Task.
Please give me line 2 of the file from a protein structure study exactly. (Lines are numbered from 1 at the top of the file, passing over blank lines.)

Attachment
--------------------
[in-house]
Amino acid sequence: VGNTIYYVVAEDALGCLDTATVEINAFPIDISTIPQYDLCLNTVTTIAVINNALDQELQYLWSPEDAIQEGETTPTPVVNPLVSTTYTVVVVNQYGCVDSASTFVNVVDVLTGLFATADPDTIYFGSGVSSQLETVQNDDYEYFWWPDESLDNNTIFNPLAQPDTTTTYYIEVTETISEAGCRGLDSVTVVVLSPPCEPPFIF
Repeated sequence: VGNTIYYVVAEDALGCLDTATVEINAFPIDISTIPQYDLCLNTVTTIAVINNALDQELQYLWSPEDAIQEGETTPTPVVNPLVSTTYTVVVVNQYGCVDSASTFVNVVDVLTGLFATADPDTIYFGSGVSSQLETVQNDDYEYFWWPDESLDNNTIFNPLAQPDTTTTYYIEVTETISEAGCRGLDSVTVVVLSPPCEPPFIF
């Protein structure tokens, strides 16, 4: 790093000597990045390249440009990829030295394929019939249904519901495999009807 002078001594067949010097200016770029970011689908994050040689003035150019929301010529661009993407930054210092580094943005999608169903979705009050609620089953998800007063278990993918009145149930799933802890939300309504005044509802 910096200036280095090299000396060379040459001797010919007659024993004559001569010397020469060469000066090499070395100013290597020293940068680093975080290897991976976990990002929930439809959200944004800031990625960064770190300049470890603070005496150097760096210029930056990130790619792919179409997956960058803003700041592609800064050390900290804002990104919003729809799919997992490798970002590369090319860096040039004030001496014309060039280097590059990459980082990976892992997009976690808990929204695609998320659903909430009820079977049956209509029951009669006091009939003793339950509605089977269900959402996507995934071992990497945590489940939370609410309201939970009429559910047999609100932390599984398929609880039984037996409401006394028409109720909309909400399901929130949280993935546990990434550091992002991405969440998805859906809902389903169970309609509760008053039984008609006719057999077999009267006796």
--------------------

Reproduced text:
Amino acid sequence: VGNTIYYVVAEDALGCLDTATVEINAFPIDISTIPQYDLCLNTVTTIAVINNALDQELQYLWSPEDAIQEGETTPTPVVNPLVSTTYTVVVVNQYGCVDSASTFVNVVDVLTGLFATADPDTIYFGSGVSSQLETVQNDDYEYFWWPDESLDNNTIFNPLAQPDTTTTYYIEVTETISEAGCRGLDSVTVVVLSPPCEPPFIF